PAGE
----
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Pet owners’ and companion animal veterinarians’ perceptions of weight-related veterinarian-client communication

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  • 1 Department of Population Medicine, Ontario Veterinary College, University of Guelph, Guelph, ON, Canada
  • | 2 Department of Clinical Studies, Ontario Veterinary College, University of Guelph, Guelph, ON, Canada

Abstract

OBJECTIVE

To compare pet owners’ and veterinarians’ perceptions of veterinarian-client conversations concerning pet weight and identify challenges related to communication about weight.

SAMPLE POPULATION

Veterinarians (n = 24) and pet owners (27) in southern Ontario, Canada.

PROCEDURES

3 veterinarian and 5 pet owner focus groups were conducted with a semistructured interview format. Thematic analysis of verbatim transcripts was conducted.

RESULTS

Pet owners valued weight as an important health indicator for pets yet did not expect to discuss weight extensively at every appointment. Owners expected veterinarians to provide options and tailor recommendations when discussing weight management. Owners appeared more concerned with underweight animals, whereas veterinarians focused on obese animals. Veterinarians identified communication challenges, including the perception that owners are uninterested in discussing weight and conversations can become adversarial. Veterinarians reported various benefits and challenges of using humor to address pet weight and emphasized that weight-related conversations often depend on the existing veterinarian-client relationship.

CLINICAL RELEVANCE

Some perceptions of pet owner expectations expressed by veterinarians in this study align with owner preferences, yet several opportunities exist for changes to veterinarians’ approaches to weight-related communication with clients.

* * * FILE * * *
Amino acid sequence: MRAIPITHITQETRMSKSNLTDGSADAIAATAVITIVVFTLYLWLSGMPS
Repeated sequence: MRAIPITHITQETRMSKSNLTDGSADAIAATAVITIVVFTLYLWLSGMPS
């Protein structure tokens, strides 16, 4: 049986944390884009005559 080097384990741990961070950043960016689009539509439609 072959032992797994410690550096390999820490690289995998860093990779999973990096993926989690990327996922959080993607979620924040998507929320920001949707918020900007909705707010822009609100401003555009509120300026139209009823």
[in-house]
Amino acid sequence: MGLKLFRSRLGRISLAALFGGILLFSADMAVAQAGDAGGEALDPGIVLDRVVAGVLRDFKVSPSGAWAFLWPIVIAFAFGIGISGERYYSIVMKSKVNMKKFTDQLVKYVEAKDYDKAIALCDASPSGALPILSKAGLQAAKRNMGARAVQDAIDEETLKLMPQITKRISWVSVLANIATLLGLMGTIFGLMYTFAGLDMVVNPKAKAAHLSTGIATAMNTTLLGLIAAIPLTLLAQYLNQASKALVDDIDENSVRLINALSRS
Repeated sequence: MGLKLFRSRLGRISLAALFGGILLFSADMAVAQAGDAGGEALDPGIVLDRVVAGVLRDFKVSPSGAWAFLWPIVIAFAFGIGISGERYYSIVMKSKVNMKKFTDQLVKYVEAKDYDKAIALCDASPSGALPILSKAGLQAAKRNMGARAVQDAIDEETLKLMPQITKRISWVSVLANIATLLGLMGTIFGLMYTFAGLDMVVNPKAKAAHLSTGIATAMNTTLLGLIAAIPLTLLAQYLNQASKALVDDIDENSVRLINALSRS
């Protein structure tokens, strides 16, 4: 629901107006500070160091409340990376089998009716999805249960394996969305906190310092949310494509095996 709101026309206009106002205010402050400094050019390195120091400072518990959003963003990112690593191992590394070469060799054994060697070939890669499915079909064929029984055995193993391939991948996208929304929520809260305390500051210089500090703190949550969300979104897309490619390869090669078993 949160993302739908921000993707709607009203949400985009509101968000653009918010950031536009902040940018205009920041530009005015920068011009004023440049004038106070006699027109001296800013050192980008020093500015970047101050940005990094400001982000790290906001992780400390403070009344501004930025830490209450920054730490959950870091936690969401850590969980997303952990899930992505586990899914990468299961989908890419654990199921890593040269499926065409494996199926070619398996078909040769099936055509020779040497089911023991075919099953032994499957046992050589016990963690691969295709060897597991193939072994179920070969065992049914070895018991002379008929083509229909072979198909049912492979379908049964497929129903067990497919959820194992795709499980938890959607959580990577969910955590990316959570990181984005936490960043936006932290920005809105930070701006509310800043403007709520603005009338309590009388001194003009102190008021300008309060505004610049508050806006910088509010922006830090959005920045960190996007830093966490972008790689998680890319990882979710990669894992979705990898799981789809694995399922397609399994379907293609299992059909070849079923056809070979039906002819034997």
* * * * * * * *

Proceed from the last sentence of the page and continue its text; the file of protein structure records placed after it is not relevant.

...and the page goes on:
Abstract

OBJECTIVE

To compare pet owners’ and veterinarians’ perceptions of veterinarian-client conversations concerning pet weight and identify challenges related to communication about weight.

SAMPLE POPULATION

Veterinarians (n = 24) and pet owners (27) in southern Ontario, Canada.

PROCEDURES

3 veterinarian and 5 pet owner focus groups were conducted with a semistructured interview format. Thematic analysis of verbatim transcripts was conducted.

RESULTS

Pet owners valued weight as an important health indicator for pets yet did not expect to discuss weight extensively at every appointment. Owners expected veterinarians to provide options and tailor recommendations when discussing weight management. Owners appeared more concerned with underweight animals, whereas veterinarians focused on obese animals. Veterinarians identified communication challenges, including the perception that owners are uninterested in discussing weight and conversations can become adversarial. Veterinarians reported various benefits and challenges of using humor to address pet weight and emphasized that weight-related conversations often depend on the existing veterinarian-client relationship.

CLINICAL RELEVANCE

Some perceptions of pet owner expectations expressed by veterinarians in this study align with owner preferences, yet several opportunities exist for changes to veterinarians’ approaches to weight-related communication with clients.

Contributor Notes

Corresponding author: Dr. Sutherland (katja@uoguelph.ca)